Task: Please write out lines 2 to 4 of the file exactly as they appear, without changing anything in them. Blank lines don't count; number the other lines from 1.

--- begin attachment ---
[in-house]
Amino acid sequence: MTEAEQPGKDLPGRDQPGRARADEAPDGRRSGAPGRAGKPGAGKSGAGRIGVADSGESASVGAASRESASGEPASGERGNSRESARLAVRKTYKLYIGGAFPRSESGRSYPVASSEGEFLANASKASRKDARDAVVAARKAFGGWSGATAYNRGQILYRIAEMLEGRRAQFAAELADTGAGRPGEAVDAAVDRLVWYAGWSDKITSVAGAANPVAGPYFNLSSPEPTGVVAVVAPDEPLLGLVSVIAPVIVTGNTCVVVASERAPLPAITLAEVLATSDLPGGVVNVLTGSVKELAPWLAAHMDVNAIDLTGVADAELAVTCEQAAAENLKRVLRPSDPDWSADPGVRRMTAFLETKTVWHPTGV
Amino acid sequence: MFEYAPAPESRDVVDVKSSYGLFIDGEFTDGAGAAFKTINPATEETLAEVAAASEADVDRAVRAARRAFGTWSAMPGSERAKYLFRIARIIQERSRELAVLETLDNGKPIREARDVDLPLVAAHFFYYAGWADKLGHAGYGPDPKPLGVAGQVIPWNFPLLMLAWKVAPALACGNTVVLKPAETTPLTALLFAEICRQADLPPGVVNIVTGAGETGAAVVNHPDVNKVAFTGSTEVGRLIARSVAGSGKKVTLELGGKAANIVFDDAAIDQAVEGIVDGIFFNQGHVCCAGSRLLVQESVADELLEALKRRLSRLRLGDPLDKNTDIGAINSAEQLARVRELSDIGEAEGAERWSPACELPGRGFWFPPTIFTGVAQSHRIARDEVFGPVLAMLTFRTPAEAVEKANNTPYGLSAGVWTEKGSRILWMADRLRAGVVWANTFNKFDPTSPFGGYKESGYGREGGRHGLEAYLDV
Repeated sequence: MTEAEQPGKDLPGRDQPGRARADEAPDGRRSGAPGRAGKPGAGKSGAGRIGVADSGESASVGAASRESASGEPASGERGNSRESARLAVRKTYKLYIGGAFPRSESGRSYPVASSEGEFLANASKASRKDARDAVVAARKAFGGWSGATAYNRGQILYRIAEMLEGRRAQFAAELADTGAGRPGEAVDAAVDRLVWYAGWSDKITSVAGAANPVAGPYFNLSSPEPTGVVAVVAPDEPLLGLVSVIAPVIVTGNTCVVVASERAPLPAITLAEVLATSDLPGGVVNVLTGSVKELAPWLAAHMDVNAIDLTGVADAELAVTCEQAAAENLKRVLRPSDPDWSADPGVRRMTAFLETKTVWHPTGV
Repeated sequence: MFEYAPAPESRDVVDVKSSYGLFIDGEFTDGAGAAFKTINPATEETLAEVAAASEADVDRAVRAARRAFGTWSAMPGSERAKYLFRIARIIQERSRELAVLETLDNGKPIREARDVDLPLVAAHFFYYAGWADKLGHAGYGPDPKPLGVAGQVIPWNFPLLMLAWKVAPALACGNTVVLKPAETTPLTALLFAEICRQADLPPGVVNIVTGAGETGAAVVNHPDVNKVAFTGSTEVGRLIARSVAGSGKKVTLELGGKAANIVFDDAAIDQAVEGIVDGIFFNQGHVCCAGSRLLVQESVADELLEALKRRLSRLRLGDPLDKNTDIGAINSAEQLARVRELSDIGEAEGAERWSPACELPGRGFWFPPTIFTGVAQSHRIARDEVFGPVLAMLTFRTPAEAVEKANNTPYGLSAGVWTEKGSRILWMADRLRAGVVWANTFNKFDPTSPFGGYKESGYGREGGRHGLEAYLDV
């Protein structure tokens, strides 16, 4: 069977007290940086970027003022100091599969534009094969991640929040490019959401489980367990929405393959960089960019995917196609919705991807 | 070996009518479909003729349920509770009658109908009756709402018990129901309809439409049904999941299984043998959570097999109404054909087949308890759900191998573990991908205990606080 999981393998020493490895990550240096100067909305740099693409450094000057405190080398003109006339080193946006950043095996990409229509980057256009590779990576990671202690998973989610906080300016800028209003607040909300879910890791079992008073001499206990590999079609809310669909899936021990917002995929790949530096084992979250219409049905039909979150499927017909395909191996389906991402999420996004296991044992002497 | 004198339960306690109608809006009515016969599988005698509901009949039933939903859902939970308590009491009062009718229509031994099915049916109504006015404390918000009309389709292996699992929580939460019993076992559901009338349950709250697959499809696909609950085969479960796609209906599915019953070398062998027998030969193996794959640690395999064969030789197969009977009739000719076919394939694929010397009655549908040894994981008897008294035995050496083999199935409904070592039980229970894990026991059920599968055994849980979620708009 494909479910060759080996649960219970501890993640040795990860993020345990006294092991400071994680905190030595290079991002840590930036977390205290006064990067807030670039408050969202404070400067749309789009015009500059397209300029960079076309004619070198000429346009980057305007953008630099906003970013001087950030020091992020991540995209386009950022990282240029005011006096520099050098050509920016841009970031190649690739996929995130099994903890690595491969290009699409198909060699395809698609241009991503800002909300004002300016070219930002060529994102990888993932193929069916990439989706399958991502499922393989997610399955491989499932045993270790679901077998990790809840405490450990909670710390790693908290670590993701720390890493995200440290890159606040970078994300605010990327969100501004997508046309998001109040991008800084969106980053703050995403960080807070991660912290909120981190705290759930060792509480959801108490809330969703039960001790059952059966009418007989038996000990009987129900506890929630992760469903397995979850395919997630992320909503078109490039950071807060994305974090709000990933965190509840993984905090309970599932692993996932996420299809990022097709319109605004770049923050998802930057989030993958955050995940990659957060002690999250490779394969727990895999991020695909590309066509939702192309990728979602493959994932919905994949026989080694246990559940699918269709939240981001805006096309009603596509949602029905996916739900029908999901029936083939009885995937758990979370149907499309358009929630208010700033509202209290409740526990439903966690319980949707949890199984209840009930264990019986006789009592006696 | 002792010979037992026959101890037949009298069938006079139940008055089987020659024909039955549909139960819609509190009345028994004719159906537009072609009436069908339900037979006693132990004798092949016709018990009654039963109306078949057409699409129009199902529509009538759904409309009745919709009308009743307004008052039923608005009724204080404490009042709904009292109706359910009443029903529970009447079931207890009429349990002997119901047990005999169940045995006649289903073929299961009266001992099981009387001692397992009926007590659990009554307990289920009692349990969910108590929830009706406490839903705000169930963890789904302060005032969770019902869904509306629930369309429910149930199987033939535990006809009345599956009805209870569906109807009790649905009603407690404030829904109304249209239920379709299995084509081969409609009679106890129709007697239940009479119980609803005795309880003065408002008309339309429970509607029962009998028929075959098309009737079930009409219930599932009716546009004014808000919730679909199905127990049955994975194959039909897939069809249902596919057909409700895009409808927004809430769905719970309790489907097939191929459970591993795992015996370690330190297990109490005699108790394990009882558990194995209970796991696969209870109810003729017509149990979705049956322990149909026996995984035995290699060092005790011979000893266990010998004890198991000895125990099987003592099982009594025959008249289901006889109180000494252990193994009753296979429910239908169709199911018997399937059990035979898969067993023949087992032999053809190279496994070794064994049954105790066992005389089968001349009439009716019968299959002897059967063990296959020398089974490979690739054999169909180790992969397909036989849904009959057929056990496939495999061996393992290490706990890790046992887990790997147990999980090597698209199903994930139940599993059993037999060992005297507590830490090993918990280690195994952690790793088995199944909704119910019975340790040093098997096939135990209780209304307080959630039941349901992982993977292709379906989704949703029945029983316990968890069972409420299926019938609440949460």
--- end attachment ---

Amino acid sequence: MTEAEQPGKDLPGRDQPGRARADEAPDGRRSGAPGRAGKPGAGKSGAGRIGVADSGESASVGAASRESASGEPASGERGNSRESARLAVRKTYKLYIGGAFPRSESGRSYPVASSEGEFLANASKASRKDARDAVVAARKAFGGWSGATAYNRGQILYRIAEMLEGRRAQFAAELADTGAGRPGEAVDAAVDRLVWYAGWSDKITSVAGAANPVAGPYFNLSSPEPTGVVAVVAPDEPLLGLVSVIAPVIVTGNTCVVVASERAPLPAITLAEVLATSDLPGGVVNVLTGSVKELAPWLAAHMDVNAIDLTGVADAELAVTCEQAAAENLKRVLRPSDPDWSADPGVRRMTAFLETKTVWHPTGV
Amino acid sequence: MFEYAPAPESRDVVDVKSSYGLFIDGEFTDGAGAAFKTINPATEETLAEVAAASEADVDRAVRAARRAFGTWSAMPGSERAKYLFRIARIIQERSRELAVLETLDNGKPIREARDVDLPLVAAHFFYYAGWADKLGHAGYGPDPKPLGVAGQVIPWNFPLLMLAWKVAPALACGNTVVLKPAETTPLTALLFAEICRQADLPPGVVNIVTGAGETGAAVVNHPDVNKVAFTGSTEVGRLIARSVAGSGKKVTLELGGKAANIVFDDAAIDQAVEGIVDGIFFNQGHVCCAGSRLLVQESVADELLEALKRRLSRLRLGDPLDKNTDIGAINSAEQLARVRELSDIGEAEGAERWSPACELPGRGFWFPPTIFTGVAQSHRIARDEVFGPVLAMLTFRTPAEAVEKANNTPYGLSAGVWTEKGSRILWMADRLRAGVVWANTFNKFDPTSPFGGYKESGYGREGGRHGLEAYLDV
Repeated sequence: MTEAEQPGKDLPGRDQPGRARADEAPDGRRSGAPGRAGKPGAGKSGAGRIGVADSGESASVGAASRESASGEPASGERGNSRESARLAVRKTYKLYIGGAFPRSESGRSYPVASSEGEFLANASKASRKDARDAVVAARKAFGGWSGATAYNRGQILYRIAEMLEGRRAQFAAELADTGAGRPGEAVDAAVDRLVWYAGWSDKITSVAGAANPVAGPYFNLSSPEPTGVVAVVAPDEPLLGLVSVIAPVIVTGNTCVVVASERAPLPAITLAEVLATSDLPGGVVNVLTGSVKELAPWLAAHMDVNAIDLTGVADAELAVTCEQAAAENLKRVLRPSDPDWSADPGVRRMTAFLETKTVWHPTGV